Jalandhar-born former Premier of British Columbia, Canada, says ‘freedom of expression’ excuse won’t work if politicians share the stage with separatists.
Chandigarh: Canadian Prime Minister Justin Trudeau’s trip to India has been under the scanner for the ‘cold shoulder’ the Narendra Modi government seems to have given to him. Purportedly, the reason for this cold shoulder is Trudeau’s perceived patronage to supporters of a separate Sikh nation of Khalistan.
Jalandhar-born Ujjal Dosanjh, the former Premier of the Canadian province of British Columbia, who also served as the country’s minister of health, says this is a clear sign that politicians in his country need to stop hobnobbing with Khalistan supporters and sympathisers for their own political gains. Excerpts from an interview with ThePrint:
What you think has gone wrong with Prime Minister Justin Trudeau’s trip to India?
Things started going wrong some time ago, not with this trip. A year ago, when Captain Amarinder Singh was still the opposition leader and the Punjab elections were some months away, he wanted to visit Canada to meet and speak with the diaspora. Traditionally, over the decades, politicians of all stripes from Punjab have visited Canada, the USA and the UK to reconnect and converse with the diaspora.
The government of Canada, through its foreign minister, wrote him a letter that he could come but not speak with the diaspora – not address public meetings or gurudwara congregations.
A separatist outfit called Sikhs for Justice had approached the government of Canada and its ministers to keep Singh out of Canada. The entire government was in the know and agreed with what the foreign minister had written to Amarinder Singh. That is the origin of the current controversy.
As a result, Amarinder criticised Trudeau for having Khalistanis in his cabinet. He gave voice to what was known or perceived by many people inside and outside Canada to be true. There has been a perception, to a large extent based on experience in the minds of many here, that Trudeau’s government has several Khalistanis or Khalistani supporters in his party and government. Despite knowing that such a perception existed, the government of Canada did not take that criticism well and did not respond to it. They had insulted the leader of the opposition of the Punjab Legislative Assembly, a former chief minister of Punjab, and they didn’t seem to care.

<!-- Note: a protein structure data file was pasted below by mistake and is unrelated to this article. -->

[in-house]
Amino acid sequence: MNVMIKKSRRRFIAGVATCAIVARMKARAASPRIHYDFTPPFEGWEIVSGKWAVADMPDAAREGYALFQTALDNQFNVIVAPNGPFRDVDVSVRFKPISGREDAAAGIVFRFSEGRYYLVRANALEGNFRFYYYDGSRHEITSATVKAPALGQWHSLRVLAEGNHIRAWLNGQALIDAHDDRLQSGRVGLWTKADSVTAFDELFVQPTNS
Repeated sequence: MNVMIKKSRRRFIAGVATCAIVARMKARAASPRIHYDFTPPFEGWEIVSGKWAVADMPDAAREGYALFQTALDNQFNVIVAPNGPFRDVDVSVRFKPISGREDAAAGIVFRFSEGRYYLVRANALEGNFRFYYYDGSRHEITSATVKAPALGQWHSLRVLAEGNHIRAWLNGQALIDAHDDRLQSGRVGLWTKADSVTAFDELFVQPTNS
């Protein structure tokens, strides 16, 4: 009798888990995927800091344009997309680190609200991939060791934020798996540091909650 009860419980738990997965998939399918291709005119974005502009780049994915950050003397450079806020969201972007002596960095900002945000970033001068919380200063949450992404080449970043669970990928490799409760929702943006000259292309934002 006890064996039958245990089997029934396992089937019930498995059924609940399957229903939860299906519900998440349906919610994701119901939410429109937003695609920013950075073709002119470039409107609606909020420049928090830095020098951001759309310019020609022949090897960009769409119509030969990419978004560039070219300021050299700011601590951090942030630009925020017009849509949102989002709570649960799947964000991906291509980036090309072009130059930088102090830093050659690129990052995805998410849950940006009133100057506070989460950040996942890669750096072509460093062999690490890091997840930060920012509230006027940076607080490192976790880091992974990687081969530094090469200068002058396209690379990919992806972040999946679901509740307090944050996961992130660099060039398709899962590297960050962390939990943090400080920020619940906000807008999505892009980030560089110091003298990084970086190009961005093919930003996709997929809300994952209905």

Yet, the government of Canada must have had some sense of this discomfort on the part of India. Perhaps that is why before departing from Canada for this trip, the government of Canada had two of its four Sikh ministers publicly say that they were not sympathisers of Khalistan or Khalistanis themselves.
Having bought some cover from the common perception, Amarinder’s criticism and PM Modi’s recent expression of concern around the issue of Khalistanis in Canada and their activities allegedly made known to PM Trudeau in Davos, the government of Canada reverted to its previous posture vis-a-vis Amarinder Singh and proceeded to again insult him. A news story had it that he would be their tour guide at the Golden Temple and that he was looking forward to welcoming PM Trudeau to Punjab and the Golden Temple. But the government of Canada let it be known publically that Trudeau’s party was not interested in meeting him.
When French President Charles de Gaulle came in 1967 to the expo in Quebec, he raised the slogan of Vive le Québec libre (Long live free Quebec!).The government of Canada was upset and Charles de Gaulle had to leave Canada right away. When Canada has a history like that, Mr Trudeau should have been more mindful, at least more alert, to anxieties and concerns of a country like India, which has an ancient and more complex diversity than Canada.
The government of Canada, by its actions before and during the trip, has shown itself to be substantially insensitive to the concerns of India around Khalistanis and their activities in Canada. It failed to realise that no Prime Minister of India could afford to ignore the deliberate snubbing, not just once but twice, of the chief minister of Punjab, a sensitive state in terms of geopolitics, it being next to Pakistan.
That is my sense of why the trip has gone the way it has. By the way, I read somewhere that when former Prime Minister of Canada Stephen Harper came to India, he got a similar reception at the airport at least, and Harper-Modi relations were better. So it may or may not be a snub on part of the government of India vis-a-vis Trudeau. I don’t know; I am not there, and therefore unable to address it more intelligently.
Do you think pro-Khalistan activities have increased in the past few years in Canada?